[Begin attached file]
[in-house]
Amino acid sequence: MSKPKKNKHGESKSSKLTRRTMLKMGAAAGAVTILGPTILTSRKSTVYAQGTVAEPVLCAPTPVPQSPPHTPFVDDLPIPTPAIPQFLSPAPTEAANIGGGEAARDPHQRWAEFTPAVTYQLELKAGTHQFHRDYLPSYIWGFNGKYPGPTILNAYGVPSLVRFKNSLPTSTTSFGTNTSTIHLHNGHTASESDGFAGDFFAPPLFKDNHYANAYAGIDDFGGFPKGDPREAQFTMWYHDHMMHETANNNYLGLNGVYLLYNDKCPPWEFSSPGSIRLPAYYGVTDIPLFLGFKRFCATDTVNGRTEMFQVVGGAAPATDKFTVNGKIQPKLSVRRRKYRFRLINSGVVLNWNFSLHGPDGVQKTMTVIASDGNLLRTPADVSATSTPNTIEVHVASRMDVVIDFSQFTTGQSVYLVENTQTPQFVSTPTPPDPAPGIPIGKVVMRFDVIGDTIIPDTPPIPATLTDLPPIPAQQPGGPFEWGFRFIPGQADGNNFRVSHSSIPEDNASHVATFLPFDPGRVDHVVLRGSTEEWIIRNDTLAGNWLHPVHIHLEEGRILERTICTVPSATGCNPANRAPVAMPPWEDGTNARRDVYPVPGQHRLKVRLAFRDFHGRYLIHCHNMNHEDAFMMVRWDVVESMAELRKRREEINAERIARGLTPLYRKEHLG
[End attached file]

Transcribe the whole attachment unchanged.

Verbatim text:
[in-house]
Amino acid sequence: MSKPKKNKHGESKSSKLTRRTMLKMGAAAGAVTILGPTILTSRKSTVYAQGTVAEPVLCAPTPVPQSPPHTPFVDDLPIPTPAIPQFLSPAPTEAANIGGGEAARDPHQRWAEFTPAVTYQLELKAGTHQFHRDYLPSYIWGFNGKYPGPTILNAYGVPSLVRFKNSLPTSTTSFGTNTSTIHLHNGHTASESDGFAGDFFAPPLFKDNHYANAYAGIDDFGGFPKGDPREAQFTMWYHDHMMHETANNNYLGLNGVYLLYNDKCPPWEFSSPGSIRLPAYYGVTDIPLFLGFKRFCATDTVNGRTEMFQVVGGAAPATDKFTVNGKIQPKLSVRRRKYRFRLINSGVVLNWNFSLHGPDGVQKTMTVIASDGNLLRTPADVSATSTPNTIEVHVASRMDVVIDFSQFTTGQSVYLVENTQTPQFVSTPTPPDPAPGIPIGKVVMRFDVIGDTIIPDTPPIPATLTDLPPIPAQQPGGPFEWGFRFIPGQADGNNFRVSHSSIPEDNASHVATFLPFDPGRVDHVVLRGSTEEWIIRNDTLAGNWLHPVHIHLEEGRILERTICTVPSATGCNPANRAPVAMPPWEDGTNARRDVYPVPGQHRLKVRLAFRDFHGRYLIHCHNMNHEDAFMMVRWDVVESMAELRKRREEINAERIARGLTPLYRKEHLG